Reversing Discrimination: The Case for Affirmative Action

Reversing Discrimination: The Case for Affirmative Action

Reversing Discrimination: The Case for Affirmative Action

Reversing Discrimination: The Case for Affirmative Action

Synopsis

A thorough overview and hard-hitting polemic for more affirmative action as the best path to more democracy now, on a path to socialism.

Excerpt

Affirmative action is the name given to a number of policies designed to overcome past and present discrimination and provide opportunity for those traditionally denied it. Although African Americans are often singled out as the sole beneficiary of affirmative action, the fact is that recipients have included Latinos, Asian-Americans, Pacific Islanders, Native Americans and--perhaps the most significant beneficiary--non-ethnic minority women. It is apparent that the effort to point to affirmative action as a "black program" and not what it is, i.e., a program designed to benefit the nation's majority, is just another effort to build on racial resentments backed by centuries of "Afro-phobia!" in order to hamper steps toward equality.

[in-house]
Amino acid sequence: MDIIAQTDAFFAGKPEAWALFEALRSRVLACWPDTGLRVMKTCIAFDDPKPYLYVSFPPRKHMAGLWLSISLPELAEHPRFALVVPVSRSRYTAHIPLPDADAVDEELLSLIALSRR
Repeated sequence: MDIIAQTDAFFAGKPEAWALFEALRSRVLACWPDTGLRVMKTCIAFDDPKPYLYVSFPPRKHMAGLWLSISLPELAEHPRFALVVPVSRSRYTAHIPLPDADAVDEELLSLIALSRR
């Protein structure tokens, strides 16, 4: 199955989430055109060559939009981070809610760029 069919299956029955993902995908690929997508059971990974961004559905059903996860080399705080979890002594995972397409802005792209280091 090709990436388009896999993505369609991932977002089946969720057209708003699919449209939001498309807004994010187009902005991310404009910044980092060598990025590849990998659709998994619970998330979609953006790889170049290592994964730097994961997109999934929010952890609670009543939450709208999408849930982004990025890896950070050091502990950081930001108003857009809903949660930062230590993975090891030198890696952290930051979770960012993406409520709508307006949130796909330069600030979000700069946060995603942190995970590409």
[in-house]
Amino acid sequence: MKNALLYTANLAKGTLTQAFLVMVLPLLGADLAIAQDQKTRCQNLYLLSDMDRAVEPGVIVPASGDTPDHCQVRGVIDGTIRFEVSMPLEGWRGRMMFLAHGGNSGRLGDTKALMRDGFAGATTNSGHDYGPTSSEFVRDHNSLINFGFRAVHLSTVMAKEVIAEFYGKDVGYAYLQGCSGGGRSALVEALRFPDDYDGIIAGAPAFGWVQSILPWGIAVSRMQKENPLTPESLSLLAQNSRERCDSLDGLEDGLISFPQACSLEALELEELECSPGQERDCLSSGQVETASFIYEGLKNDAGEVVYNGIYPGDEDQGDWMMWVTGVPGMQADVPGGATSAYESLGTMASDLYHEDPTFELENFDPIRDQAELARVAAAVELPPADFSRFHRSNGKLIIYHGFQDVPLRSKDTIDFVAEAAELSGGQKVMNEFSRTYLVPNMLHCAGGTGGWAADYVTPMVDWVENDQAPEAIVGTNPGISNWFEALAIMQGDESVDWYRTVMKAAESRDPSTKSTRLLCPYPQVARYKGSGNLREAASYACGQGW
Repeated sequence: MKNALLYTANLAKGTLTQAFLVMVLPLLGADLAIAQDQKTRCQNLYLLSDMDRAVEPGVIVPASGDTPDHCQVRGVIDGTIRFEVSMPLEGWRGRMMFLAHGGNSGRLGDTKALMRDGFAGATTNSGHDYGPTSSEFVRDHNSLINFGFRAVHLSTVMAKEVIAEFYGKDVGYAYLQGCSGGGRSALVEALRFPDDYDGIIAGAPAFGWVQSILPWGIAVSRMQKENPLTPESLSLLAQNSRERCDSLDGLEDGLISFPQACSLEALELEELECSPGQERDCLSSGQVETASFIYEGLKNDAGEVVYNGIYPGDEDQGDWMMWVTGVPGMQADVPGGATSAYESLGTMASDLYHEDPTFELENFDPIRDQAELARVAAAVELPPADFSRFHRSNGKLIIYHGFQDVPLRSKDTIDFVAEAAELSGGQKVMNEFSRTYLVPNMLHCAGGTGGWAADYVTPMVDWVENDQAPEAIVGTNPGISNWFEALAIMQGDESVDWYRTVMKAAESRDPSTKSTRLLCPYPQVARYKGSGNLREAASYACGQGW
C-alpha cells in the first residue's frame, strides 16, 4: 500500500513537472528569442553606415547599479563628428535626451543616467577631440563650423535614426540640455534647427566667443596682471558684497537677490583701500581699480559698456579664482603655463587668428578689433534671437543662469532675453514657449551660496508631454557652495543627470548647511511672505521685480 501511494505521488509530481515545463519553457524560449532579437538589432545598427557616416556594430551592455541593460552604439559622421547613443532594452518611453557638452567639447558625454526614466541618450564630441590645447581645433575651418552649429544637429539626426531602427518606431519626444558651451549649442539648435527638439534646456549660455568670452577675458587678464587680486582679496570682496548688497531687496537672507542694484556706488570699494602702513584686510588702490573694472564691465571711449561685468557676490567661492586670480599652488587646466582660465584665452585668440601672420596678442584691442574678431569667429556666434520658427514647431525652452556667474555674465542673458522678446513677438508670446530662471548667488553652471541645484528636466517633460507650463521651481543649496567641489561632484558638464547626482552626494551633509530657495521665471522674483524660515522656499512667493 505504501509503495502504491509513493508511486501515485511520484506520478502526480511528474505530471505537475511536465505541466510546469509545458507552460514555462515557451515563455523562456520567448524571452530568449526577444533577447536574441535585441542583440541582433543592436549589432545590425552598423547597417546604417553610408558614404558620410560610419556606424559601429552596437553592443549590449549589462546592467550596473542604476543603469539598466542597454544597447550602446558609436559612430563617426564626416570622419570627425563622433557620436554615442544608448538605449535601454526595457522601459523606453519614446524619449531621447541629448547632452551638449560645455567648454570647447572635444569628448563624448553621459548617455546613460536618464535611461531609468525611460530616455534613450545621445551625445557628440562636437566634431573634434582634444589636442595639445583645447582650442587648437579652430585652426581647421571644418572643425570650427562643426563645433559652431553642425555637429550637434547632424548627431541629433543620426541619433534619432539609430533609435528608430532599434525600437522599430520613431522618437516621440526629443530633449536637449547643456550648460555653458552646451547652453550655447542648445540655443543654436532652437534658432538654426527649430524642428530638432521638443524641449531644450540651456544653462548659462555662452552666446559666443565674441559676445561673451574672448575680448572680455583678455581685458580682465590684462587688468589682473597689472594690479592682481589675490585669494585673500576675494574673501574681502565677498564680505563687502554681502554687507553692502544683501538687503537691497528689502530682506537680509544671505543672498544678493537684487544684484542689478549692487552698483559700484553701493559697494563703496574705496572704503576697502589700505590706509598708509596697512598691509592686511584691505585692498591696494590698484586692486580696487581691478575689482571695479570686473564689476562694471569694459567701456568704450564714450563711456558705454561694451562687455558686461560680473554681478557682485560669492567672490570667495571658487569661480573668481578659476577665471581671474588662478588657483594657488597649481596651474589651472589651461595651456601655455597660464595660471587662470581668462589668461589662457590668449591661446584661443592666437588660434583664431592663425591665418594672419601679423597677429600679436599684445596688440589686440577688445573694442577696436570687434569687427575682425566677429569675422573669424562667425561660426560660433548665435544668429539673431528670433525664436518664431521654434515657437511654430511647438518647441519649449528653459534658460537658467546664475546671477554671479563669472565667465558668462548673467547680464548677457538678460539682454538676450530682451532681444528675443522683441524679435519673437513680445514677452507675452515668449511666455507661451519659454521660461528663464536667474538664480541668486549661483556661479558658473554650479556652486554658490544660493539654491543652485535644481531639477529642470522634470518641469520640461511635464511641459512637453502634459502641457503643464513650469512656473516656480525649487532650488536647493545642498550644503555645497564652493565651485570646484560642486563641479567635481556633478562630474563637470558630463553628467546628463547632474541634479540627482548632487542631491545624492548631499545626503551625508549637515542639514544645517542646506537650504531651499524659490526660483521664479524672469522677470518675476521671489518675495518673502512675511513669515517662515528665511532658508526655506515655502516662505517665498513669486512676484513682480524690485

Affirmative action in this country traditionally has been limited to employment and education. Yet, in the broadest sense affirmative action can be viewed as any conscious efforts to reverse discrimination. Most often in the U.S., however, affirmative action is the term used to describe such relatively benign steps as insuring that job openings are advertised in mass media usually read by affirmative action recipients, e.g., ms. magazine or the Washington Afro-American; or fire departments setting up tables in Harlem to insure that job openings are brought to the attention of African Americans; or a university making special steps to insure that schools in heavily Latino East Los Angeles receive their brochures. Affirmative action can also mean that employers or schools must meet goals and timetables to make sure that their labor force or student body is racially and ethnically diverse and gender balanced. As we approach the 21st century and it becomes clear that a larger percentage of the work force will be oppressed minorities and non-minority women, affirmative action looms as not a matter of charity but a tool to insure economic viability. Otherwise this . . .

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